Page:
Tag: The King-Chávez-Parks Future Faculty Fellowship Program

Nominations Sought for KCP Future Faculty Fellowships

Applications are being accepted for the KCP Future Faculty Fellowship, a program funded by the State of Michigan.  The purpose of the King-Chávez-Parks Future Faculty Fellowship Program is to increase the pool of academically and economically disadvantaged candidates pursuing faculty teaching careers in post-secondary education.  

Funding may begin in summer or fall of 2023. Complete applications received by 4pm on March 15, 2023 will receive priority for consideration. Pending availability of funds, applications received will be considered on a rolling basis until the state’s application portal closes on April 30, 2023. Please note that April 30 is a Sunday, and no staff are available to assist with applications.  Applicants are highly encouraged to submit well in advance of the portal closing.

Applicants will complete the following steps:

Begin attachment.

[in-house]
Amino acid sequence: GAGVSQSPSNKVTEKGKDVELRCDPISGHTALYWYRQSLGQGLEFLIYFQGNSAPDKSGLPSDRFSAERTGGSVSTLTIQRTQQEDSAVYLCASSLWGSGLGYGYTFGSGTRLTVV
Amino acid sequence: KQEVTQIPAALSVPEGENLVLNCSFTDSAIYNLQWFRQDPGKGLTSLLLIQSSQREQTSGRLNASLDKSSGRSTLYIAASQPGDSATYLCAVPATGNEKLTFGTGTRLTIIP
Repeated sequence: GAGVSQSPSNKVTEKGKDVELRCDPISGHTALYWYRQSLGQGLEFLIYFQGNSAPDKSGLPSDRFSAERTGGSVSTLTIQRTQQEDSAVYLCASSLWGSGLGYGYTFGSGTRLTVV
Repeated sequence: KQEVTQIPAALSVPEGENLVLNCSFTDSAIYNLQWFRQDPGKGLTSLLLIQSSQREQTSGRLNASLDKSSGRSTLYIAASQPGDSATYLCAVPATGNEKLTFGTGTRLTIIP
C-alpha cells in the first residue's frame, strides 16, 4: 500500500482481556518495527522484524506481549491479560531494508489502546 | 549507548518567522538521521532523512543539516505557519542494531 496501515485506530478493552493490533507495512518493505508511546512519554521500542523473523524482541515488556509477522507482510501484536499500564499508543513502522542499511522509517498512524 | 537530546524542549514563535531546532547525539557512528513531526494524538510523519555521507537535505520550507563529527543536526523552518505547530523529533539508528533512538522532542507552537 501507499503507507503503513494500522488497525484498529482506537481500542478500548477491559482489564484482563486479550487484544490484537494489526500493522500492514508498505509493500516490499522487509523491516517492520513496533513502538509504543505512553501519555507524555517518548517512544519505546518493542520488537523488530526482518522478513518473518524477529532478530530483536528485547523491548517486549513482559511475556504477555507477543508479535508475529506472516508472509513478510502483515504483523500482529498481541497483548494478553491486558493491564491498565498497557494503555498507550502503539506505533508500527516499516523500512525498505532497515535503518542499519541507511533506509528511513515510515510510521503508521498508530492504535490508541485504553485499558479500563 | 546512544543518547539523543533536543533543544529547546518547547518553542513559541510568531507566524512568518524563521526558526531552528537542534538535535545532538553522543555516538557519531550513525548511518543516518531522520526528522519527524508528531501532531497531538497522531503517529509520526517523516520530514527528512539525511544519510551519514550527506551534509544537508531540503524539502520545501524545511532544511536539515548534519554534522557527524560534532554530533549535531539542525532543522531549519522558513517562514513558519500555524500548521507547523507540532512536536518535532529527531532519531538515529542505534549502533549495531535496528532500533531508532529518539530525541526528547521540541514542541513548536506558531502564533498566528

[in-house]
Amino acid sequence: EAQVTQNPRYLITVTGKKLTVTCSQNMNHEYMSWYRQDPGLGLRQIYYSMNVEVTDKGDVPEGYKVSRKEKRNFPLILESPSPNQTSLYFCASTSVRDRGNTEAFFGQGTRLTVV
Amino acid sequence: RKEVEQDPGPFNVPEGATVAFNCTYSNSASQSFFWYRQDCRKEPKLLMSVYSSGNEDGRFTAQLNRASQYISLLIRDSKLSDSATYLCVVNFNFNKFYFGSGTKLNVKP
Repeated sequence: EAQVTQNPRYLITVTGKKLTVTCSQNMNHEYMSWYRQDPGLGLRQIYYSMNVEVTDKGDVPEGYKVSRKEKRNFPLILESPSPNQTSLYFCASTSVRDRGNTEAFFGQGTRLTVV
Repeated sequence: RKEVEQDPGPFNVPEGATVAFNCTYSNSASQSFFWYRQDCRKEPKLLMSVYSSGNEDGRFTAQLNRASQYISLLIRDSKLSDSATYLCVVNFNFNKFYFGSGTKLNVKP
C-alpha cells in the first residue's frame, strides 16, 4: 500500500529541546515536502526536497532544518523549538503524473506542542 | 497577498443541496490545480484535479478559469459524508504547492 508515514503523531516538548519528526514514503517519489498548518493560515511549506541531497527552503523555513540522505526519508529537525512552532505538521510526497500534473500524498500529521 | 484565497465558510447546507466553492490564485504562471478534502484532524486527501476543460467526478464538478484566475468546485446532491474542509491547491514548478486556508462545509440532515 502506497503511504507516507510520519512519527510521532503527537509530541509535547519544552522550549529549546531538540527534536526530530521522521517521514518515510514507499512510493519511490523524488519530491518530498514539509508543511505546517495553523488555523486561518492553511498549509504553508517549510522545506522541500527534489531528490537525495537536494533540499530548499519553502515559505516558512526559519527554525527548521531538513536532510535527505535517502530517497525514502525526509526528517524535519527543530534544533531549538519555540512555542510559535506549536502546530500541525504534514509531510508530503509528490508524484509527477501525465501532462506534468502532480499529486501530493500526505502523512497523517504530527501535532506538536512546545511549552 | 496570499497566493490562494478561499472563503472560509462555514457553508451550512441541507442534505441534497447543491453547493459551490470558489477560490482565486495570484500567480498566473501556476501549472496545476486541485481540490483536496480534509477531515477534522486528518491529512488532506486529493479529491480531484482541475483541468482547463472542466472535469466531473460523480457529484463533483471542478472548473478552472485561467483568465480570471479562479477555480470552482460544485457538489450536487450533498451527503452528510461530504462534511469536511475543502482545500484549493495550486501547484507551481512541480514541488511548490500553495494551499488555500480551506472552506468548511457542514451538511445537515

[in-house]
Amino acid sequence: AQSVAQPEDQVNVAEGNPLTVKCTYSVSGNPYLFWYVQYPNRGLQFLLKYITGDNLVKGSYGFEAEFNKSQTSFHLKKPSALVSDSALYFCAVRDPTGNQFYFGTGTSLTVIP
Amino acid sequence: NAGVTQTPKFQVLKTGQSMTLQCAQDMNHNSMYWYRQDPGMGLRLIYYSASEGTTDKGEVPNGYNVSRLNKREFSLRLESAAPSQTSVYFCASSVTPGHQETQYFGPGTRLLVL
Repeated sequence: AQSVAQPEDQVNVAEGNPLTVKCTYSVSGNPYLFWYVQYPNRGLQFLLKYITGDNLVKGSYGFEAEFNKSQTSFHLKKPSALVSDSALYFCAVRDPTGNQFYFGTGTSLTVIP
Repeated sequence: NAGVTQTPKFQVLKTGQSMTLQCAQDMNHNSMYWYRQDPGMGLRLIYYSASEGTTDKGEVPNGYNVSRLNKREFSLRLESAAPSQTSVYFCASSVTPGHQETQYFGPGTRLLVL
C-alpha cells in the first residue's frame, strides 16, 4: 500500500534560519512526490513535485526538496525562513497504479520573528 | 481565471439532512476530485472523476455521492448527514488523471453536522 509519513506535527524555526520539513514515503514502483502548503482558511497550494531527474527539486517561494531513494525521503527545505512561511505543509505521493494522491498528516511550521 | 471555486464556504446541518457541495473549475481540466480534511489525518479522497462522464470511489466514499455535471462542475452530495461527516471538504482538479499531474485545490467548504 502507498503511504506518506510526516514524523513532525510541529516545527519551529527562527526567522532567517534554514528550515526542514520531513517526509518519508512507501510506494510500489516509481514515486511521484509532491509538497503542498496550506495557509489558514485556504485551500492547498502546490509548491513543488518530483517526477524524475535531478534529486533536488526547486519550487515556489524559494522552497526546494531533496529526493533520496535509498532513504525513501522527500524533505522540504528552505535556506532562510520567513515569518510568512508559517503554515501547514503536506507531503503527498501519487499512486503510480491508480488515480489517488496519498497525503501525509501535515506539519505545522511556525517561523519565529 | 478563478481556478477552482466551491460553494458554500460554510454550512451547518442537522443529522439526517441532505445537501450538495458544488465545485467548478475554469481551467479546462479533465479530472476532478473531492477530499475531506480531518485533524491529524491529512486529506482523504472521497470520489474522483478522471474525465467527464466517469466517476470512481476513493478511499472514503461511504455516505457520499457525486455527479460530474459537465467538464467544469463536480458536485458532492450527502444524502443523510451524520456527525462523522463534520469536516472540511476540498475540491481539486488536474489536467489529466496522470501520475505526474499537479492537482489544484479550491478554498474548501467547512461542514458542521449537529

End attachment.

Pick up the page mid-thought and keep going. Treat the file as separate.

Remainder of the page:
KCP fellowships provide students up to $20,000 (MS students) or $35,000 (PhD students) to pursue their degrees.  Funds may be used to support students, including faculty and staff, pursuing degrees at Michigan Tech.  For Michigan Tech students, the Graduate School and nominating department must also contribute matching funds to help support the student.

Complete information about eligibility criteria and materials needed for an application is available on our web page. Please note that applications will be submitted through the MILogin Citizens Portal. Questions about eligibility or the application procedure can be directed to Dr. Debra Charlesworth.

KCP Future Faculty Fellow – Tim Raymond

Ever since my early teen years I have been involved in teaching. At 13 years of age I was leading martial arts classes for even younger students. Although the techniques were still quite rudimentary, I found a passion within teaching that has continued to evolve. My teacher as he taught me had enough insight into how much I enjoyed teaching that he began to teach me how to teach. Instead of just throwing concepts or techniques at me, he made sure I understood them all at a deeper level with the intention I continue teaching them. 

I can’t say that academia has always been a major concern for me. Due to unforeseeable reasons, I dropped out of high school when I was 17 years old to help out with the family business. I never thought I would return to a school setting but after many bumps in the road, I eventually found my way back.